Job prospects Fast Food Restaurant Manager in British Columbia
Job opportunities for Restaurant and food service managers (NOC 0631) are fair in British Columbia over the next 3 years. This job outlook is also applicable to people working as a fast food restaurant manager.
Note that the current 2019-2021 employment prospects were published in December 2019 based on information available at that time. We are working to update this information as soon as possible. In the meantime, visit the Canadian Online Job Posting Dashboard to find the latest data on the demand and work requirements for this occupation. You can also read our newly updated sectoral profiles to learn about recent developments for key economic sectors in your region.
Job opportunities in British Columbia
The employment outlook will be fair for Restaurant and food service managers (NOC 0631) in British Columbia for the 2019-2021 period.
The following factors contributed to this outlook:
- Employment decline will lead to the loss of some positions.
- Not many positions will become available due to retirements.
- There are a moderate number of unemployed workers with recent experience in this occupation.
This tourism-related occupation benefits from a favourable Canadian to U.S. dollar exchange rate and an influx of visitors from Alberta, the U.S. and China.
The BC Restaurant & Food Service Association reports an extensive labour shortage facing the industry.
Here are some key facts about Restaurant and food service managers in the British Columbia region:
- Approximately 15,900 people work in this occupation.
- Restaurant and food service managers mainly work in the following sectors:
- Food services and drinking places (NAICS 722): 95%
- The distribution of full-time and part-time workers in this occupation is:
- Full-time workers: 91% compared to 77% for all occupations
- Part-time workers: 9% compared to 23% for all occupations
- 64% of restaurant and food service managers work all year, while 36% work only part of the year, compared to 57% and 43% respectively among all occupations. Those who worked only part of the year did so for an average of 35 weeks compared to 32 weeks for all occupations.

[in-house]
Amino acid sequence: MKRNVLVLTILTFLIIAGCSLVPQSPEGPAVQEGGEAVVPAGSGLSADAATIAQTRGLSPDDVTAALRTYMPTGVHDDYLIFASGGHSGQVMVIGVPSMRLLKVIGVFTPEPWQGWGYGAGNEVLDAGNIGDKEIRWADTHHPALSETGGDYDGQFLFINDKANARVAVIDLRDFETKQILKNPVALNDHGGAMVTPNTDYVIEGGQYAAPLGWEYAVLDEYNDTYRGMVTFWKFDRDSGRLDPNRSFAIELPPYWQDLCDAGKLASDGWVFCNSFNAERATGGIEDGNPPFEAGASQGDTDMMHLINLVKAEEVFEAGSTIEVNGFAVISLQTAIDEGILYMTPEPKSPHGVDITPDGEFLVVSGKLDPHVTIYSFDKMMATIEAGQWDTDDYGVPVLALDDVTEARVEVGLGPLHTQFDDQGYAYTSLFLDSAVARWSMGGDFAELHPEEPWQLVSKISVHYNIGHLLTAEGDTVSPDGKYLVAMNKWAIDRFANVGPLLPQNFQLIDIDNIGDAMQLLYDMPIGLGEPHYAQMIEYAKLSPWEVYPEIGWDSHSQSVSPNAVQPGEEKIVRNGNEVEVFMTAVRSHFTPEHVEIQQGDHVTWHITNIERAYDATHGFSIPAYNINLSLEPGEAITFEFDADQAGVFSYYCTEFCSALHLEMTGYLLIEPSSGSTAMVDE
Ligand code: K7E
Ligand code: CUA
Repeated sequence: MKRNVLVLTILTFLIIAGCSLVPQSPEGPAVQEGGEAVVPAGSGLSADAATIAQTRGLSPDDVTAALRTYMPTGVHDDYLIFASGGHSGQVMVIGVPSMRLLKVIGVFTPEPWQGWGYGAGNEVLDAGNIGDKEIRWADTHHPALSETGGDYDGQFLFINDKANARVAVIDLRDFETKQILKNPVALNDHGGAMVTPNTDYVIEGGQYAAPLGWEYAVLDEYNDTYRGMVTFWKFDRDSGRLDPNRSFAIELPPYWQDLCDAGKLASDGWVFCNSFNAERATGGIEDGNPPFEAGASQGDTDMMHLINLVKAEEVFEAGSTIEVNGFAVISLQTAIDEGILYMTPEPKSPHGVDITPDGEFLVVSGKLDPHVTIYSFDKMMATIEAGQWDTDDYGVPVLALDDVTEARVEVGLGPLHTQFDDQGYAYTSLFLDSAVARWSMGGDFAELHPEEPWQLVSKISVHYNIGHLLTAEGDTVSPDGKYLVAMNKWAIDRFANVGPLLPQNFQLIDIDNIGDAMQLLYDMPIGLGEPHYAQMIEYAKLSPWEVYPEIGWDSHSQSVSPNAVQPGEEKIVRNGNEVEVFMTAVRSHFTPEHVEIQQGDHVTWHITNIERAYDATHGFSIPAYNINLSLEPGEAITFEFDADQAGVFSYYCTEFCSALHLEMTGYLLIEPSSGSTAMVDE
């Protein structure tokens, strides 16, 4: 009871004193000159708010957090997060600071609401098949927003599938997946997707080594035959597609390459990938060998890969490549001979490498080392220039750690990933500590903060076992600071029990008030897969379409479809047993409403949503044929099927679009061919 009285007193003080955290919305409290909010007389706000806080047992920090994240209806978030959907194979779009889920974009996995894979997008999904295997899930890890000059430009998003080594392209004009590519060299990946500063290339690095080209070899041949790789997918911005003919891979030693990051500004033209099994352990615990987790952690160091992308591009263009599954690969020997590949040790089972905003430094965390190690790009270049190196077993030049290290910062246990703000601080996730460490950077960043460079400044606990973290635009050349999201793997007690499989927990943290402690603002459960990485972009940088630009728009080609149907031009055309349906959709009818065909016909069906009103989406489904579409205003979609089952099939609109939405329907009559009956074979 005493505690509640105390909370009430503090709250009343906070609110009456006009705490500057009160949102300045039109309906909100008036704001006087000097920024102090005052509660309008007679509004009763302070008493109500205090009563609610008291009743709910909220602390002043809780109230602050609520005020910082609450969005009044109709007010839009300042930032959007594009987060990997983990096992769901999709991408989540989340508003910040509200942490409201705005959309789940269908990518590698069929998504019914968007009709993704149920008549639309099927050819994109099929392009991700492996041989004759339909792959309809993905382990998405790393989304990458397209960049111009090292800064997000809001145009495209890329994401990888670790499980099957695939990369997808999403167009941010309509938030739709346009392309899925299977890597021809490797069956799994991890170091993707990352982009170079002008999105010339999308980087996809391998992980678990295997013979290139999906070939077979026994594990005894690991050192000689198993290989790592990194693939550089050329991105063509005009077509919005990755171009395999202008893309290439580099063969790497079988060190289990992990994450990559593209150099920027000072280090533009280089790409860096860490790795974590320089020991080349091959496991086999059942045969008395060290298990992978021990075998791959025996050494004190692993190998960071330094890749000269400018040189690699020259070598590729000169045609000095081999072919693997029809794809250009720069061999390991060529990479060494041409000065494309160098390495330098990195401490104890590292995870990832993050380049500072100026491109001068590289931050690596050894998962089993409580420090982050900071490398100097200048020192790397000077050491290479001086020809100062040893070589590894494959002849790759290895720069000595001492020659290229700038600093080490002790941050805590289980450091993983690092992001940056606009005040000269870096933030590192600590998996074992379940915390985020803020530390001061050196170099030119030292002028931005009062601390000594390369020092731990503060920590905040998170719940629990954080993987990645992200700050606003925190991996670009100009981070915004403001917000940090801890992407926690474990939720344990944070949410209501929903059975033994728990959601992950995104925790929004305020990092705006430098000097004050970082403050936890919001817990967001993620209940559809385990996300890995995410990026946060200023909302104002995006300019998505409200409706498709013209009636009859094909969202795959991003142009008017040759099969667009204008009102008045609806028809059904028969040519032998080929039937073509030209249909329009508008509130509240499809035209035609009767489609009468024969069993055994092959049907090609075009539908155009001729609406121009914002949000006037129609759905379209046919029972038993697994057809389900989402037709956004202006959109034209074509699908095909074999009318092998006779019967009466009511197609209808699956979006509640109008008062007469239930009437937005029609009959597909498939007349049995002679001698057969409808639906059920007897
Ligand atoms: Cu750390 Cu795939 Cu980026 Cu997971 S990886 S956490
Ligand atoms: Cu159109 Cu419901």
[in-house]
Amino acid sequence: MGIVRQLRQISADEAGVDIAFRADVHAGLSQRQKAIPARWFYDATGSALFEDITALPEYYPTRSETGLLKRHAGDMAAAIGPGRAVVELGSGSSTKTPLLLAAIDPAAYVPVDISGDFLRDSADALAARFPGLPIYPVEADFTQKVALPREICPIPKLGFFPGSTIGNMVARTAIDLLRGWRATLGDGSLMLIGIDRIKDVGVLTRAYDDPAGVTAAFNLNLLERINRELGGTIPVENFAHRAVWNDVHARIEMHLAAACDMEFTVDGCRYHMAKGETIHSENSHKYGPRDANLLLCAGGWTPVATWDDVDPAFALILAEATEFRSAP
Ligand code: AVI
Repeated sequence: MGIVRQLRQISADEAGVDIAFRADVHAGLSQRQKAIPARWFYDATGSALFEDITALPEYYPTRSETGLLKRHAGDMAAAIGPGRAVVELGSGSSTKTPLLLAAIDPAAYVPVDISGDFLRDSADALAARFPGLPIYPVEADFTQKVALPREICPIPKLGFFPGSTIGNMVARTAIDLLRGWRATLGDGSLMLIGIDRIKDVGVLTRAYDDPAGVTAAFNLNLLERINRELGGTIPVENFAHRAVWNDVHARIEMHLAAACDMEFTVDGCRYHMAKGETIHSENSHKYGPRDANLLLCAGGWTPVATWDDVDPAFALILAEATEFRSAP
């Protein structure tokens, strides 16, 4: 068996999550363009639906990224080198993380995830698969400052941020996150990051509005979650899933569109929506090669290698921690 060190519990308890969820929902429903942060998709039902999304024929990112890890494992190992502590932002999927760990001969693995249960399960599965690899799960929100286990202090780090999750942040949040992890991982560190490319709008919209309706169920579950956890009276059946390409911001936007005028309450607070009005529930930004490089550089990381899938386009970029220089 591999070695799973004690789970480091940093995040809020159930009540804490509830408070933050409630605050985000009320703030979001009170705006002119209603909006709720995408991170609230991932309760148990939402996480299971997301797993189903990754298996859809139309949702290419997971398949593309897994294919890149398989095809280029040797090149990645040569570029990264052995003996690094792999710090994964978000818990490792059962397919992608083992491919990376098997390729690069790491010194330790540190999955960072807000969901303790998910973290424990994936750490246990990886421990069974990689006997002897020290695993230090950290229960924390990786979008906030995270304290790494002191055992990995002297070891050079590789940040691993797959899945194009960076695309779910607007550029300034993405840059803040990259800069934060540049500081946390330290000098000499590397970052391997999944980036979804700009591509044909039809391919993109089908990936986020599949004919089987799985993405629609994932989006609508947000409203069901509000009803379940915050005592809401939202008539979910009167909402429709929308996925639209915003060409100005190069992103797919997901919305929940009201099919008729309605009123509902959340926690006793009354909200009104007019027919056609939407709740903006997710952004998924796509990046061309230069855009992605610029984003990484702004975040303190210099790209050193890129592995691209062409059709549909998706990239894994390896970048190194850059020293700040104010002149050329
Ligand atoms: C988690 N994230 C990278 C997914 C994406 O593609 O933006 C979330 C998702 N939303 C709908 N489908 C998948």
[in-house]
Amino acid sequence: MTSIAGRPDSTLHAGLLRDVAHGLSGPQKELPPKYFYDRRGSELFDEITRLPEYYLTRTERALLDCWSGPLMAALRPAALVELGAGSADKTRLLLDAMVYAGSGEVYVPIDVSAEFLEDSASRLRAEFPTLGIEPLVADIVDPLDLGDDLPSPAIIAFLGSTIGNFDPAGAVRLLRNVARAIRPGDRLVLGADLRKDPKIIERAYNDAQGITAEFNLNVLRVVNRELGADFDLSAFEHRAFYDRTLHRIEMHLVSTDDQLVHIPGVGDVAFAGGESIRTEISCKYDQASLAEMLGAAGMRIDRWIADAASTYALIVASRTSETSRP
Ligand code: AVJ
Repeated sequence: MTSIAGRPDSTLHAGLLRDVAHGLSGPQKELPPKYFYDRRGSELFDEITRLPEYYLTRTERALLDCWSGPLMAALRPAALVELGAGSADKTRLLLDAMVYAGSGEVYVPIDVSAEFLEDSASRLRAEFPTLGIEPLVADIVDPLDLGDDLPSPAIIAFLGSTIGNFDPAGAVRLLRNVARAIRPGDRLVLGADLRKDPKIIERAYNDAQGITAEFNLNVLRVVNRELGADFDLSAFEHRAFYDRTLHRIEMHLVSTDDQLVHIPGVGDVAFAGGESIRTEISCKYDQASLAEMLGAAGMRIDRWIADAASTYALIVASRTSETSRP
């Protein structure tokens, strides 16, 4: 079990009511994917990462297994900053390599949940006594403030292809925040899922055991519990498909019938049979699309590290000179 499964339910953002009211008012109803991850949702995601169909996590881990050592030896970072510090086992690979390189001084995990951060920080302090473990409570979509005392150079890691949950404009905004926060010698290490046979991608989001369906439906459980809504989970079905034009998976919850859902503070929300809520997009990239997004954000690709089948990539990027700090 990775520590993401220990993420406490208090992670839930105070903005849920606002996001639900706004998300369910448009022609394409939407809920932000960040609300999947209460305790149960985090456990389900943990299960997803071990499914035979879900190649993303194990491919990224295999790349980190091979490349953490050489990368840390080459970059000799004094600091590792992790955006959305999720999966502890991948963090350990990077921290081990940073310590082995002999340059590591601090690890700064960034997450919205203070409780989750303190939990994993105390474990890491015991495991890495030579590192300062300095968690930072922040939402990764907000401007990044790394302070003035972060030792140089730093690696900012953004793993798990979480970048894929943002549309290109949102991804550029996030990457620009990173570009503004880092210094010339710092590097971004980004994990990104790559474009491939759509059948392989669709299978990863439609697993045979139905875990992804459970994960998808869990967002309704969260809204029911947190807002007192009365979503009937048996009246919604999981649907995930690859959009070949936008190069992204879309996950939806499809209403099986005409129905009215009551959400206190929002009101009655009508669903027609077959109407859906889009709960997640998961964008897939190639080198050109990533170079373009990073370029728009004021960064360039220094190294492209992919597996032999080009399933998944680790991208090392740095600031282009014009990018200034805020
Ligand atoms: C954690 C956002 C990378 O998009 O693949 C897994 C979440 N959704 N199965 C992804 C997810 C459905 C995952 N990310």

- 33% of restaurant and food service managers are self-employed compared to an average of 14% for all occupations.
Through the Express Entry Dual Intent program, restaurant employers facing labour shortages can apply for a temporary work permit for full-time employment of a foreign worker seeking permanent residency. Foreign workers must have a culinary diploma or hospitality management education, a minimum 4 years specific experience and demonstrated English language proficiency.
Breakdown by region
Explore job prospects in British Columbia by economic region.
|Cariboo Region||Limited Limited|
|Kootenay Region||Fair Fair|
|Lower Mainland–Southwest Region||Fair Fair|
|Nechako Region||Limited Limited|
|North Coast Region||Limited Limited|
|Northeast Region||Fair Fair|
|Thompson–Okanagan Region||Limited Limited|
|Vancouver Island and Coast Region||Fair Fair|
You can also look at this data on a map. Go to LMI Explore
Job prospects elsewhere in Canada
We expect that the labour supply and demand for Restaurant and food service managers (NOC 0631) will be balanced in Canada over the next 10 years.
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